A blog about the very small percentage of jurors who fail to follow the judge's instructions, including doing independent Internet research, using social media (such as Facebook) to contact parties and lawyers, and blogging about the trial. Juror misconduct frequently results in mistrials and a waste of resources. Links will be provided to sample jury summonses, jury instructions, and other resources to improve juror education and minimize juror misconduct, thereby promoting fairness of trials.
This law review article raises few issues not previously discussed in this blog, but the writer does focus on the unique problem of discovering a juror's texting as opposed to a juror commenting on Facebook or Twitter. He concludes that as to texting the issue is not what the texter sends but rather what they receive via text message.
It has always amazed me the way that evidence, even in 2017, is presented in jury trials in a 20th century way, even with video depositions and digital graphic models. It is well-documented that individuals learn in a variety of ways: by listening, by seeing, by a combination of the two plus taking notes, by having a dialogue with questions and answers. I have presided over jury trials where there are few if any maps or photos depicting where and how the incident occurred. Yet lawyers and judges are shocked when jurors do on-line research at home or even visit the scene of the crime or accident. Particularly millenials want all of the information to make a reasoned decision and they are used to having it at their fingertips. They believe they can sift the truth from the untrue online. Yet judges and lawyers put them "in a box", literally and figuratively, telling them they can only consider what they hear and see during trial in the courtroom.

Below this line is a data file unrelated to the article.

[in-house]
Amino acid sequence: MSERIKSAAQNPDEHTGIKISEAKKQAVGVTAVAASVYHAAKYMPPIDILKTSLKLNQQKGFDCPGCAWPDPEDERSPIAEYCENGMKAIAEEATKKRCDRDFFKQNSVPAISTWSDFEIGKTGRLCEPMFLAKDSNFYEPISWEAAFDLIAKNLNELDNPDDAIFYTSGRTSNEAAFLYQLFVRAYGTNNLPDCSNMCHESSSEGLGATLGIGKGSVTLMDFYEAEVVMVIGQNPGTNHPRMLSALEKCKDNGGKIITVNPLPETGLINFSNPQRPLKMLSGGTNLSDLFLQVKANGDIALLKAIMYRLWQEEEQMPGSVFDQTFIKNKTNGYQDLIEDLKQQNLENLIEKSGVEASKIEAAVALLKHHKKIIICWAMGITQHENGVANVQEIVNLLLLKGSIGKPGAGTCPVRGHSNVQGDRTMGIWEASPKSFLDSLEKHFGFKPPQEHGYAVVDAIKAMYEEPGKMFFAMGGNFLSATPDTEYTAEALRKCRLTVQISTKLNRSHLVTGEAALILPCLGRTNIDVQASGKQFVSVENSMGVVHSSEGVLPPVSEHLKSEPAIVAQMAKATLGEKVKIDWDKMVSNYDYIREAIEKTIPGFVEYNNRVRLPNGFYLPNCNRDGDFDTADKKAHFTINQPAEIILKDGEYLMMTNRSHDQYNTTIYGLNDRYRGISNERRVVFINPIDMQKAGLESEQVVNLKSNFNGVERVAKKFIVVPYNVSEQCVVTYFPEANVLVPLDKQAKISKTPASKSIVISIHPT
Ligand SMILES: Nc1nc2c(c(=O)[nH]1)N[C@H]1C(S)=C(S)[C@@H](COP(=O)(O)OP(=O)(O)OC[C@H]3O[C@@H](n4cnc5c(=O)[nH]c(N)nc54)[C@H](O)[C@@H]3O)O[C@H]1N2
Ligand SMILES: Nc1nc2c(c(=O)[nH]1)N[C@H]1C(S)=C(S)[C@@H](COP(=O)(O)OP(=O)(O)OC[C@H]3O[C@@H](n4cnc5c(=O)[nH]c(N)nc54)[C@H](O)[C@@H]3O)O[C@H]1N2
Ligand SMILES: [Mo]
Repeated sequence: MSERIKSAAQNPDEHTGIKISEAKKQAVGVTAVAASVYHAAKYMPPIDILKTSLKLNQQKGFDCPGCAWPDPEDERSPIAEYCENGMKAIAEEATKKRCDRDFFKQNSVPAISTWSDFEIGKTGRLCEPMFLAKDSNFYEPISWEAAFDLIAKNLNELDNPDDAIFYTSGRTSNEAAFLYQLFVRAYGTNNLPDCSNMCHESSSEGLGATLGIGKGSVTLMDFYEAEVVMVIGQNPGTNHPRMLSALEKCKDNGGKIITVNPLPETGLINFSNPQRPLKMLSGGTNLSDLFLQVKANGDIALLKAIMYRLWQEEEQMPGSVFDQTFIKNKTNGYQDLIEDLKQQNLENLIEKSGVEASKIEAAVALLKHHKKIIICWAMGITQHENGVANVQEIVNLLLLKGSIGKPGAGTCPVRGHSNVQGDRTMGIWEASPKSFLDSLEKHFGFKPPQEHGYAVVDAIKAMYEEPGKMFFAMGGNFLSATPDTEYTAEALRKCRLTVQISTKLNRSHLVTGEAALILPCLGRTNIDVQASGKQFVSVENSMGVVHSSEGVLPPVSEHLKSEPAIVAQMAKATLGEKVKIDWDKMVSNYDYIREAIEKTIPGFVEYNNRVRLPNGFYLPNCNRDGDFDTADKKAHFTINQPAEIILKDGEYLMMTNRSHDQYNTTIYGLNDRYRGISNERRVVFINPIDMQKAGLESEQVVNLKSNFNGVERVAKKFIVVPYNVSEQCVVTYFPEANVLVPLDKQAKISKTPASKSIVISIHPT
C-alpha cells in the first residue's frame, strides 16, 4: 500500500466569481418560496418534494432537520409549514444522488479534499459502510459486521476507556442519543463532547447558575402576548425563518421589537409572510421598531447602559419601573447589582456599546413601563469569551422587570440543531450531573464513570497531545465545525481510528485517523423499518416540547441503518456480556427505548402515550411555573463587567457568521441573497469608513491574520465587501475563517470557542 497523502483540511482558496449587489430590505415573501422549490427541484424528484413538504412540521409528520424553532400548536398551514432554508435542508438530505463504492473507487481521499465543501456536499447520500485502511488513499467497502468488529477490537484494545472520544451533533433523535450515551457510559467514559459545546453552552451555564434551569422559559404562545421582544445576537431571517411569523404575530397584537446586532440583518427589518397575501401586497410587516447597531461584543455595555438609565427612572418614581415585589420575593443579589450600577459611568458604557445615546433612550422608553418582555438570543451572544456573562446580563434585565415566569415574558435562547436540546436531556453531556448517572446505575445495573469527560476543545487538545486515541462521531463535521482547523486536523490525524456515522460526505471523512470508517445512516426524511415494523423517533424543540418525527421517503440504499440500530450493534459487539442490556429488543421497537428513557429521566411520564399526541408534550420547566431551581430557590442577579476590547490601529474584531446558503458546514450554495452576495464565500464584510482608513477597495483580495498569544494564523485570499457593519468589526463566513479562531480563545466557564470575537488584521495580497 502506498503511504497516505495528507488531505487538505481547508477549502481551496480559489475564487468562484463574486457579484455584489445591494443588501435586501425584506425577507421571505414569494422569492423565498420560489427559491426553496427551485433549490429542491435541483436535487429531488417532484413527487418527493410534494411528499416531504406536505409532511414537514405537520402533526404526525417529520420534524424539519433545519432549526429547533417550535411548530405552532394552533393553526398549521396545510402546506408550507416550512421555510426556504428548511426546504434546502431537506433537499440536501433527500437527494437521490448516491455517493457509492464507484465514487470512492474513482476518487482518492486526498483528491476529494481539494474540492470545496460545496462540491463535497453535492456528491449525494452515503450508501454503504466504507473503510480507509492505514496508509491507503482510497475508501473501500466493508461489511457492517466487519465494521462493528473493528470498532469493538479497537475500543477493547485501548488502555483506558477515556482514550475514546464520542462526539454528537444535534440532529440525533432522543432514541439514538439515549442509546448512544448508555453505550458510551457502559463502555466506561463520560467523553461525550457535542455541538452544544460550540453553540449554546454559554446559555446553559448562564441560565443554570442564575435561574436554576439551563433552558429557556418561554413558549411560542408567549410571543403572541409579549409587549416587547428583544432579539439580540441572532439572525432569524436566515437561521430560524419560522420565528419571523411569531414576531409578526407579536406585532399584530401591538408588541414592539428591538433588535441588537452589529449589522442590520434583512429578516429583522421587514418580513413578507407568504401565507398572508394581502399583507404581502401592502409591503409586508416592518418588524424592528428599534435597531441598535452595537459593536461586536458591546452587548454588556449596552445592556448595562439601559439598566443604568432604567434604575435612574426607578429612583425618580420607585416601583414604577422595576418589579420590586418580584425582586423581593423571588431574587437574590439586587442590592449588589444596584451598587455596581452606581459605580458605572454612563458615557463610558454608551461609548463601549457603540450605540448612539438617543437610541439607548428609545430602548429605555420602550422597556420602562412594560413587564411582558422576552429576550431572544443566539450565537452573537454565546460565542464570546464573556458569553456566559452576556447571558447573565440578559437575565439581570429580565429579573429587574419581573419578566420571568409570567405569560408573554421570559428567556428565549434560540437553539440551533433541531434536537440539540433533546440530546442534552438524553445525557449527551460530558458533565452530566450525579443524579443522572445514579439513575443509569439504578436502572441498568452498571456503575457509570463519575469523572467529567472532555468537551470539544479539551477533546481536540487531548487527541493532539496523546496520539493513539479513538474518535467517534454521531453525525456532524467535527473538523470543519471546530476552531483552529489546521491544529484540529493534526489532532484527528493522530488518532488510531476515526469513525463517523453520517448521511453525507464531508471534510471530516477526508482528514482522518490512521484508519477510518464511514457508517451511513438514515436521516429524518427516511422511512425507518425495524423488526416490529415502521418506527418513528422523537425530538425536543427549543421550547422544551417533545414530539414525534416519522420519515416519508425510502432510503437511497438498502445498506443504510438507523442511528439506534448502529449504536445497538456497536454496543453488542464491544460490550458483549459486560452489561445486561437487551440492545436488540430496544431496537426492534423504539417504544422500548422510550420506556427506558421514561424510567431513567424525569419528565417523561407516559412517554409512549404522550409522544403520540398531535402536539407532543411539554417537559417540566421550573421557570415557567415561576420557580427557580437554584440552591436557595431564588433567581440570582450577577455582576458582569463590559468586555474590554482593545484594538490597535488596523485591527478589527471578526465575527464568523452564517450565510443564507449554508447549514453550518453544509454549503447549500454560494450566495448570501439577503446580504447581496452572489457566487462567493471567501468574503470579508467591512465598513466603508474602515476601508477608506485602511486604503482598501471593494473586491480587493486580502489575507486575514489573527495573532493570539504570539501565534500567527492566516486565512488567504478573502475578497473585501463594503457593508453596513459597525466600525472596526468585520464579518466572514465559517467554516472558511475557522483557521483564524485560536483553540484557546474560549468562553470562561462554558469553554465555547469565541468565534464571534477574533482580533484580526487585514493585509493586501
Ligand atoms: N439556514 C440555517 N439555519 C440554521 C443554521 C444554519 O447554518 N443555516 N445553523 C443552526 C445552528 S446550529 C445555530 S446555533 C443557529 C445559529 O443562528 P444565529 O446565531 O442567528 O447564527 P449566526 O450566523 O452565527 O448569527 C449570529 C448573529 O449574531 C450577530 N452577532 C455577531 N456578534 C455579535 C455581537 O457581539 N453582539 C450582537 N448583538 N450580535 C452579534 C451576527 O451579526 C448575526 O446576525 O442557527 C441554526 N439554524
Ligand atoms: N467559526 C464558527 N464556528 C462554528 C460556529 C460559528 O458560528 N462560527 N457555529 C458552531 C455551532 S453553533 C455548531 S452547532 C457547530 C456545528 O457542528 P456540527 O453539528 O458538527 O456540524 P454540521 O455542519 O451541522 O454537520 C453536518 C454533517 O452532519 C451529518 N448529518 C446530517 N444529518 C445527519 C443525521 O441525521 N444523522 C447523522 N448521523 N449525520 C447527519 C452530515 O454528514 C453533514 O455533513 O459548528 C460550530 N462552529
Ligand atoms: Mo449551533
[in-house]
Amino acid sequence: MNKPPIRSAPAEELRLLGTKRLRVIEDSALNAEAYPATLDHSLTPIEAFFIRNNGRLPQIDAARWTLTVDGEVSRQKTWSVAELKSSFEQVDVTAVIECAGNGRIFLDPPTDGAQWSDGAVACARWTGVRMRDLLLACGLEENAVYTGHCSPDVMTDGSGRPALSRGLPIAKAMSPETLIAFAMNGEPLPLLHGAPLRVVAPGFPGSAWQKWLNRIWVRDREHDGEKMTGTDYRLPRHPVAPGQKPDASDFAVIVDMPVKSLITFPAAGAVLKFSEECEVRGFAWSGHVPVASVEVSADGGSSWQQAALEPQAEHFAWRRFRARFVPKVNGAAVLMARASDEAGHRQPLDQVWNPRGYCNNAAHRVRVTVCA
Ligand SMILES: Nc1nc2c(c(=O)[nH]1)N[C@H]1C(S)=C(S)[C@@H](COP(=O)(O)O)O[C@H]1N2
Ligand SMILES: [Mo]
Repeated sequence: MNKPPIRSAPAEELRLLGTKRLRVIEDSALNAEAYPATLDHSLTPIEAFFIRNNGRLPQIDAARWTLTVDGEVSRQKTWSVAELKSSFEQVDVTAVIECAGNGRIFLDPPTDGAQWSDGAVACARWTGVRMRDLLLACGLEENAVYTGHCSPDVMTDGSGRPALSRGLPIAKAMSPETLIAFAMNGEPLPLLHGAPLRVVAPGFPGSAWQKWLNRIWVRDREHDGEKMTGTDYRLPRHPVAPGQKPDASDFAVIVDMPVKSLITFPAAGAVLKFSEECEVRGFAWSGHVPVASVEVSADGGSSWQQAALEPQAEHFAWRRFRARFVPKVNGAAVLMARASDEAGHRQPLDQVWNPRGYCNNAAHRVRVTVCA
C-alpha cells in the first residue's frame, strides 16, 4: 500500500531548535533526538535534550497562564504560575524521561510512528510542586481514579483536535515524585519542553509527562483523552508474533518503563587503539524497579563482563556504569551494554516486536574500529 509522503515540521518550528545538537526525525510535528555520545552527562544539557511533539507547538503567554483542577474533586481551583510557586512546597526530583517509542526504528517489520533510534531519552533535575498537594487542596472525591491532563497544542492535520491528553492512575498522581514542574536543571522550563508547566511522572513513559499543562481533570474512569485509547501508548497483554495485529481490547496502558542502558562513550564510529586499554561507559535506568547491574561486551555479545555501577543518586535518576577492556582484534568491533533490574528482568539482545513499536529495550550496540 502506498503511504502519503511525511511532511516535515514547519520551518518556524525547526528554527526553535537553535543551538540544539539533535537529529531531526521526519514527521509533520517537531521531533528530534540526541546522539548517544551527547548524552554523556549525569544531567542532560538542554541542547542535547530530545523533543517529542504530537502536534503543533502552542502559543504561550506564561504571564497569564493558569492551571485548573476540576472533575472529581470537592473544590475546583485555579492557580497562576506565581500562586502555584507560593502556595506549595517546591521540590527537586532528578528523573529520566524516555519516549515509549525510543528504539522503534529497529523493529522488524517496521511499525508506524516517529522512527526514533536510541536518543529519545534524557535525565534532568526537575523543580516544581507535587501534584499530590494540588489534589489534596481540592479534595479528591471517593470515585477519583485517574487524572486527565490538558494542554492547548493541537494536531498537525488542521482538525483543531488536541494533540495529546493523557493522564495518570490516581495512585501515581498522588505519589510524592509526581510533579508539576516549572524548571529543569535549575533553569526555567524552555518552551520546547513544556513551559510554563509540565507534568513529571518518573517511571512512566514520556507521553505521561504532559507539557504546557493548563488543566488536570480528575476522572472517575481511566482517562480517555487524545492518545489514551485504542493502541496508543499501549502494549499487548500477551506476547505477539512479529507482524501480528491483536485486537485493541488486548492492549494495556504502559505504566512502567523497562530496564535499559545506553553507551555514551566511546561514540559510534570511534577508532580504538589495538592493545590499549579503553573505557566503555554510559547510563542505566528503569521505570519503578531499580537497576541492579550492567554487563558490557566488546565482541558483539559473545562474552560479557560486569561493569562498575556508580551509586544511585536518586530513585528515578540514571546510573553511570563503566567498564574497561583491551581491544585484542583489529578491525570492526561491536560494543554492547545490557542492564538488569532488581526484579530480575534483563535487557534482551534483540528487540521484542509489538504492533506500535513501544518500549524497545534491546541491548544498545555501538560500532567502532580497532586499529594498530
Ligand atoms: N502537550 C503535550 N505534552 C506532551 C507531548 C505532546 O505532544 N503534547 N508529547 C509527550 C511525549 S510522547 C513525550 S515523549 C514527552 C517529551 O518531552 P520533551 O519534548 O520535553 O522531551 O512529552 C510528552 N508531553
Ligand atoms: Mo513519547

One of the many possible solutions to reducing the possibility of jurors hitting the Internet for answers is a stipulated trial notebook, maybe a three-ring binder or even a tablet not accessible to the Internet, containing:
Photos and videos
Important paper exhibits
names and photos of witnesses
glossary of terms and their definitions, such as medical and scientific terms
Jurors want the story....THE WHOLE STORY. They don't like that the judge and lawyers (who are in an exclusive club) are keeping them from hearing and seeing the whole story. Jurors want to make a good decision.
Here is a link to a VT Supreme Court decision sustaining the dismissal from employment of a state worker who committed misconduct as a juror during a federal capital murder jury trial. The juror visited the crime scene contrary to the judge's instructions and shared his observations with his fellow jurors. Five years later he revealed these facts to the defendant's attorneys and signed an affidavit about what he had done. However, under oath in a post-trial hearing in federal court he denied what he had admitted in his sworn affidavit, thereby compounding his misconduct. The murder conviction was vacated and a new trial ordered. News of his misconduct got to his supervisors and he was fired. He filed a grievance. His firing was sustained by the VT Supreme Court.